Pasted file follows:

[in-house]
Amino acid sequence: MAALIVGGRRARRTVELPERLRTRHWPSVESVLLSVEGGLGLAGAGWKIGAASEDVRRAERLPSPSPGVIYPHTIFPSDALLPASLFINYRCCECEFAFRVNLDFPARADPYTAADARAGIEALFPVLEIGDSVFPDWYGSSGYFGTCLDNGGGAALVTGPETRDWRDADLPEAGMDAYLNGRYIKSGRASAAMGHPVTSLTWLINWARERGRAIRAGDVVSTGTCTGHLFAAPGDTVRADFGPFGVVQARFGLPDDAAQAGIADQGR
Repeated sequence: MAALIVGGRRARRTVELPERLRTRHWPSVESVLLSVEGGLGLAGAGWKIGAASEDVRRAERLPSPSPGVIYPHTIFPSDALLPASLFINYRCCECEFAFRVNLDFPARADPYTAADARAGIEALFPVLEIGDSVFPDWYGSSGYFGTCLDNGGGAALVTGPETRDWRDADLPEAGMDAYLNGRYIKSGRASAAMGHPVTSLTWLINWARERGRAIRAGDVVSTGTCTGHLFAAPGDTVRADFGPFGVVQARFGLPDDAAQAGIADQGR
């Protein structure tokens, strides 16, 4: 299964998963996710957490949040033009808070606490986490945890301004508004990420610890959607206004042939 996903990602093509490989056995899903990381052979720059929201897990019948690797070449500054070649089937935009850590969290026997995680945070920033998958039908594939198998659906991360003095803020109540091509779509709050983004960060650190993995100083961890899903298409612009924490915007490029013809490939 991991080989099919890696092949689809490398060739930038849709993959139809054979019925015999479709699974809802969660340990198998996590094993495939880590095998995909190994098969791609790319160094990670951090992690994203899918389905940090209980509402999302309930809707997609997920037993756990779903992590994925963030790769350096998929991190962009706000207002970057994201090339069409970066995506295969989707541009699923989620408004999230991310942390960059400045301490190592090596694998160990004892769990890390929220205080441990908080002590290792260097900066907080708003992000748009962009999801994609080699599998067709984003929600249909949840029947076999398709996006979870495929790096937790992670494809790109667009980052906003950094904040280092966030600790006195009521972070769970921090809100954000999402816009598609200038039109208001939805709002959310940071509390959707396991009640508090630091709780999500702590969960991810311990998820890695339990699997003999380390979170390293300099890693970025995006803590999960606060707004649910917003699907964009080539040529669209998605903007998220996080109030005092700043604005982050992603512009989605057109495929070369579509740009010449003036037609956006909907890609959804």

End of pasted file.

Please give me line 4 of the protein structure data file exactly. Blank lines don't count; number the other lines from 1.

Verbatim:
């Protein structure tokens, strides 16, 4: 299964998963996710957490949040033009808070606490986490945890301004508004990420610890959607206004042939 996903990602093509490989056995899903990381052979720059929201897990019948690797070449500054070649089937935009850590969290026997995680945070920033998958039908594939198998659906991360003095803020109540091509779509709050983004960060650190993995100083961890899903298409612009924490915007490029013809490939 991991080989099919890696092949689809490398060739930038849709993959139809054979019925015999479709699974809802969660340990198998996590094993495939880590095998995909190994098969791609790319160094990670951090992690994203899918389905940090209980509402999302309930809707997609997920037993756990779903992590994925963030790769350096998929991190962009706000207002970057994201090339069409970066995506295969989707541009699923989620408004999230991310942390960059400045301490190592090596694998160990004892769990890390929220205080441990908080002590290792260097900066907080708003992000748009962009999801994609080699599998067709984003929600249909949840029947076999398709996006979870495929790096937790992670494809790109667009980052906003950094904040280092966030600790006195009521972070769970921090809100954000999402816009598609200038039109208001939805709002959310940071509390959707396991009640508090630091709780999500702590969960991810311990998820890695339990699997003999380390979170390293300099890693970025995006803590999960606060707004649910917003699907964009080539040529669209998605903007998220996080109030005092700043604005982050992603512009989605057109495929070369579509740009010449003036037609956006909907890609959804």